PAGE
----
Monday, June 11, 2012

Markets lose ground after Spanish bailout

Dow fell 34, decliners over advancers 3-2 & NAZ was off 9.  The Financial Index dropped 1 to the 188s, after a big gain last week.

The MLP index rebounded, up 1+ to the 365s but the REIT index fell 1 to 251.  Junk bond funds were mixed (following a good week last week) & the 10 year Treasury inched up to bring a slightly lower yield.  Oil fluctuated amid concern that Spain’s request of a bailout will move other countries to the forefront of Europe’s debt crisis, which is slowing economic growth & reducing fuel demand.  Gold  also was about even.

JPMorgan Chase Capital XVI (AMJ)

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CLN12.NYM....Crude Oil Jul 12...84.22....Up 0.12  (0.1%)

GCM12.CMX...Gold Jun 12.....1,590.40 ...Up 0.30  (0.0%)

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Spanish Prime Minister Mariano Rajoy

Photo:   Bloomberg

Spain’s request for a €100B ($125B) bailout may provide enough money to shore up its banking system after 3 failed attempts.  The amount sought is almost triple the amount deemed necessary by the IMF in a report released Fri & 5 times the total requested by the Bankia group, the country’s 3rd-biggest lender, to cleanse its balance sheet.  Spain sought aid for its banks on Sat, becoming the 4th euro member to seek a bailout since the debt crisis began.  The rescue request followed weeks of escalating concern that bad loans at Spain’s banks might overwhelm public finances.  The Spanish crisis, coinciding with the prospect of Greece exiting the euro after elections on Jun 17 sending the € to an almost 2-year low on Jun 1 & raised Spanish borrowing costs to near euro-era records.  The Spanish story is far from over.

Spain’s Bailout Gives Rajoy Best Chance to Fix Banks

S&P Says India May Be First BRIC Nation to Lose Investment Grade

Photo:   Bloomberg

There are debrt problems outside of Europe.  India may become the first BRIC nation to lose its investment-grade credit rating after S&P, cited slowing growth & political roadblocks to economic policy making.  Setbacks or reversals in India’s path toward a more liberal economy could hurt its long-term growth prospects and, therefore, its credit quality,” S&P said.  India is rated BBB-, one level above junk & the lowest in the BRIC group, which also includes Brazil, Russia &China.  The GDP rose 5.3% in Q1 from a year earlier, the least in 9 years, stoking concern the nation’s economic prospects have deteriorated as policy gridlock deters investment & Europe’s debt crisis crimps exports. S&P also lowered India’s credit outlook to negative from stable in Apr, contrasting with ratings upgrades in Asian nations from Indonesia to the Philippines in recent months.  The currency has slumped 20% in the past year.  “Fiscal slippage, combined with persistently high inflation, could further weaken investor confidence,” S&P added.  “Both the government’s debt burden and fiscal flexibility could continue to erode, in step with rising external vulnerability because of higher trade and current account deficits. India’s credit quality would suffer under such a scenario, and a downgrade could result.”  There is nobody around big enough to bailout India, if it comes to that.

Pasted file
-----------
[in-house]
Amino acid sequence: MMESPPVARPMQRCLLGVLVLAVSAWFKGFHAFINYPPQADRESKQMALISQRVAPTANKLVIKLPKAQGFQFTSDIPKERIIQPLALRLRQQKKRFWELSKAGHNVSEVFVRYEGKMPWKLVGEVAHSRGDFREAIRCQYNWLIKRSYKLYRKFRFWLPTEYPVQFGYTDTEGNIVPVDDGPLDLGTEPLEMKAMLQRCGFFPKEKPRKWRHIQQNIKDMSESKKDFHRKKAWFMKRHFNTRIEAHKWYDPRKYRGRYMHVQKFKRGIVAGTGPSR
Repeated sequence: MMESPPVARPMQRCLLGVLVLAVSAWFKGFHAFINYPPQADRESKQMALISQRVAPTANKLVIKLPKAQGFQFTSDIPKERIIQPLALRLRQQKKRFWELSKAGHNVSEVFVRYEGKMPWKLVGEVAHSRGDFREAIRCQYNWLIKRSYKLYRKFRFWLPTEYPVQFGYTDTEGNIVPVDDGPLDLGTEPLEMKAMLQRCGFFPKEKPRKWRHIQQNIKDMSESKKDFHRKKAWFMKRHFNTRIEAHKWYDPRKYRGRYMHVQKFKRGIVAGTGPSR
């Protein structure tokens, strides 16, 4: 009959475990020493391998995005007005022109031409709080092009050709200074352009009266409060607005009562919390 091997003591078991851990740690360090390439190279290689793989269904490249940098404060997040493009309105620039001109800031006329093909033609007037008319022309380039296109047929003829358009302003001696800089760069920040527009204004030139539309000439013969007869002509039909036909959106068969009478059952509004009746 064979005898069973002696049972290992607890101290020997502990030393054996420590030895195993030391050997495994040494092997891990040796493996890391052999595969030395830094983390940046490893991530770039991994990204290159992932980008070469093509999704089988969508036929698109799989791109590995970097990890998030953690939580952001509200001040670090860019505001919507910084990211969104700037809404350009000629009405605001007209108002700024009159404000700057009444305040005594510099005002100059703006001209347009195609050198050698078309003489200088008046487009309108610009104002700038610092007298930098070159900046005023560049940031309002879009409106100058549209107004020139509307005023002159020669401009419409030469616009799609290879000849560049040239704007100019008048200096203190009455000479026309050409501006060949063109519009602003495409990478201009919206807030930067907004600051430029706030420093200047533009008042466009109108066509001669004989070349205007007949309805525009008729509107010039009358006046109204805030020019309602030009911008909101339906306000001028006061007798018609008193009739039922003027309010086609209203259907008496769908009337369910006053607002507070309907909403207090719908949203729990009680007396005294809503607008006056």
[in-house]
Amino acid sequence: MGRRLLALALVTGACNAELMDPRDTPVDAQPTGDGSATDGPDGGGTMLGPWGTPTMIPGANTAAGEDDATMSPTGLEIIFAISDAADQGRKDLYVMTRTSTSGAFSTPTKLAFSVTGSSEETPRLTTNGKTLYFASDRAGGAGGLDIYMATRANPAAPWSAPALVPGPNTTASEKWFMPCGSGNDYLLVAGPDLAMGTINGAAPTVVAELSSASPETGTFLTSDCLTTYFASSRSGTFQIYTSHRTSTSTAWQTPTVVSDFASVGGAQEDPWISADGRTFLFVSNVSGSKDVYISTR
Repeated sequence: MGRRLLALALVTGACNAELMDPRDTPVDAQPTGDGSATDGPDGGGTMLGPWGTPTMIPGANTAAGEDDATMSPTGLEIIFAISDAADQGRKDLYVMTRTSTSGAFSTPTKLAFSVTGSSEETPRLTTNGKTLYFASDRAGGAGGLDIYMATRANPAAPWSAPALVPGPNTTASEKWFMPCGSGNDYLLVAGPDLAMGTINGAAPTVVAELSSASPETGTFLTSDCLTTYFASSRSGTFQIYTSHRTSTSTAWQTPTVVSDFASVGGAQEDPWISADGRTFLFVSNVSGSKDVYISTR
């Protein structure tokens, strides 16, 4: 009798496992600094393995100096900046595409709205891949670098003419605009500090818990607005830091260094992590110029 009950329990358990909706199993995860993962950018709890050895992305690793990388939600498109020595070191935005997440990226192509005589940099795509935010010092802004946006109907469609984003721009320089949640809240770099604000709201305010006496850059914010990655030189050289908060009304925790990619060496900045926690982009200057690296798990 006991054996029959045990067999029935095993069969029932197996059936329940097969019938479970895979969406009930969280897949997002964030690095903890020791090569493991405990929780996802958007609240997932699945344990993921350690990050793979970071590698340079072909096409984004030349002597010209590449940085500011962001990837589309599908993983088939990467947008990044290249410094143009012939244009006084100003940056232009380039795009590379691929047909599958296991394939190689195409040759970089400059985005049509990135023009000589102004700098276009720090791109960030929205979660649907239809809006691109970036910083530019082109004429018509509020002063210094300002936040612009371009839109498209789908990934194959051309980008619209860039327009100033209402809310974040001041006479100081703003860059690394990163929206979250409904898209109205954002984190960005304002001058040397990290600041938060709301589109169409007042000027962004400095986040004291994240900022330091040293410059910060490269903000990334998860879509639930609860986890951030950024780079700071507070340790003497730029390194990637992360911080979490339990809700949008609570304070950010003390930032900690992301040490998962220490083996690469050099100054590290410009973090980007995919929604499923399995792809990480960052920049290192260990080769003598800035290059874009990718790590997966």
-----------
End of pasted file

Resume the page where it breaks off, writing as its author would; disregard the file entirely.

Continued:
After Spain’s bailout Italy moved to the front line of Europe’s debt crisis.  Italy’s 10-year bonds yield shot up 20 basis points to 5.98%.  Italy has €2T of debt, more as a share of its economy than any developed nation other than Greece & Japan.  The Treasury has to sell more than €35B of bonds & bills per month.  Italy is on track to bring its budget deficit within the EU limit of 3% of GDP this year & the country is already running a surplus before interest payments, meaning its debt will soon peak at about 120% of GDP.  The jobless rate is less than half of Spain’s 24% & Italy didn’t suffer a real estate bust, leaving its banks healthy by southern European standards.  But Italy’s total debt of more than twice Spain’s has given investors pause, especially in a country where economic growth has lagged the EU average for more than a decade. The euro region’s 3rd-biggest economy is set to contract 1.7% this year, more than the 1.6% in Spain according to the Organization for Economic Cooperation and Development.  Italy is on the bailout watch list.

Italy Moves Into Debt-Crisis Crosshairs After Spain

In a strong market, the Spanish bailout would have brought out buyers in droves.  The gut reaction for Dow futures last night had Dow up 140.  This morning, ahead of the opening, the gain had shrunk to 50.  Now Dow is in the red.  2nd thoughts about the bailout are clearly negative.  The are plenty of sovereign debt problems out there, not to mention it's not clear how much good the massive bailout will do.  Under the radar screen is the Obamacare & the Supreme Court will hand down a ruling about its fate in the next week or 2.  Either way, the decision could move markets.  Dow's inability to follow thru after last week's big advance sends a negative signal for this week.

Dow Industrials

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